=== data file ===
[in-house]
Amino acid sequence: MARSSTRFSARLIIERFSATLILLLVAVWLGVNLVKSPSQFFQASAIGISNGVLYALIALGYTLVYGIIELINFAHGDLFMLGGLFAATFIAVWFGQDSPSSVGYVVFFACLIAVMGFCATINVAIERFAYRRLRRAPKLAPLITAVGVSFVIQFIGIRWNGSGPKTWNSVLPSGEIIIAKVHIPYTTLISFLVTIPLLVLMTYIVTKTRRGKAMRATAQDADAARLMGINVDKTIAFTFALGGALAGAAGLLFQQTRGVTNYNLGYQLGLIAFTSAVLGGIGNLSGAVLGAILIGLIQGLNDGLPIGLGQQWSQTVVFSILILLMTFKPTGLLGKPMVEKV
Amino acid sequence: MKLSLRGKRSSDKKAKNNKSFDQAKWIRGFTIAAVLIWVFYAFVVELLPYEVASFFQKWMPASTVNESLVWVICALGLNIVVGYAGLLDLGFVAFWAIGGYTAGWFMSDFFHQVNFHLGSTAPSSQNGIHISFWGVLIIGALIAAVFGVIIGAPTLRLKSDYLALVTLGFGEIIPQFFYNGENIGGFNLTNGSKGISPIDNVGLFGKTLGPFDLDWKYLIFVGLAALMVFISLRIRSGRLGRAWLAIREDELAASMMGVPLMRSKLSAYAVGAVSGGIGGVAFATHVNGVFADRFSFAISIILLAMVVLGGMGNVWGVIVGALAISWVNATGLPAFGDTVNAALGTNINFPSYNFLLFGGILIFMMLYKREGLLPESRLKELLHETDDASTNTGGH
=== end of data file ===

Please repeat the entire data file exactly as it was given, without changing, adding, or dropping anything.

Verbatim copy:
[in-house]
Amino acid sequence: MARSSTRFSARLIIERFSATLILLLVAVWLGVNLVKSPSQFFQASAIGISNGVLYALIALGYTLVYGIIELINFAHGDLFMLGGLFAATFIAVWFGQDSPSSVGYVVFFACLIAVMGFCATINVAIERFAYRRLRRAPKLAPLITAVGVSFVIQFIGIRWNGSGPKTWNSVLPSGEIIIAKVHIPYTTLISFLVTIPLLVLMTYIVTKTRRGKAMRATAQDADAARLMGINVDKTIAFTFALGGALAGAAGLLFQQTRGVTNYNLGYQLGLIAFTSAVLGGIGNLSGAVLGAILIGLIQGLNDGLPIGLGQQWSQTVVFSILILLMTFKPTGLLGKPMVEKV
Amino acid sequence: MKLSLRGKRSSDKKAKNNKSFDQAKWIRGFTIAAVLIWVFYAFVVELLPYEVASFFQKWMPASTVNESLVWVICALGLNIVVGYAGLLDLGFVAFWAIGGYTAGWFMSDFFHQVNFHLGSTAPSSQNGIHISFWGVLIIGALIAAVFGVIIGAPTLRLKSDYLALVTLGFGEIIPQFFYNGENIGGFNLTNGSKGISPIDNVGLFGKTLGPFDLDWKYLIFVGLAALMVFISLRIRSGRLGRAWLAIREDELAASMMGVPLMRSKLSAYAVGAVSGGIGGVAFATHVNGVFADRFSFAISIILLAMVVLGGMGNVWGVIVGALAISWVNATGLPAFGDTVNAALGTNINFPSYNFLLFGGILIFMMLYKREGLLPESRLKELLHETDDASTNTGGH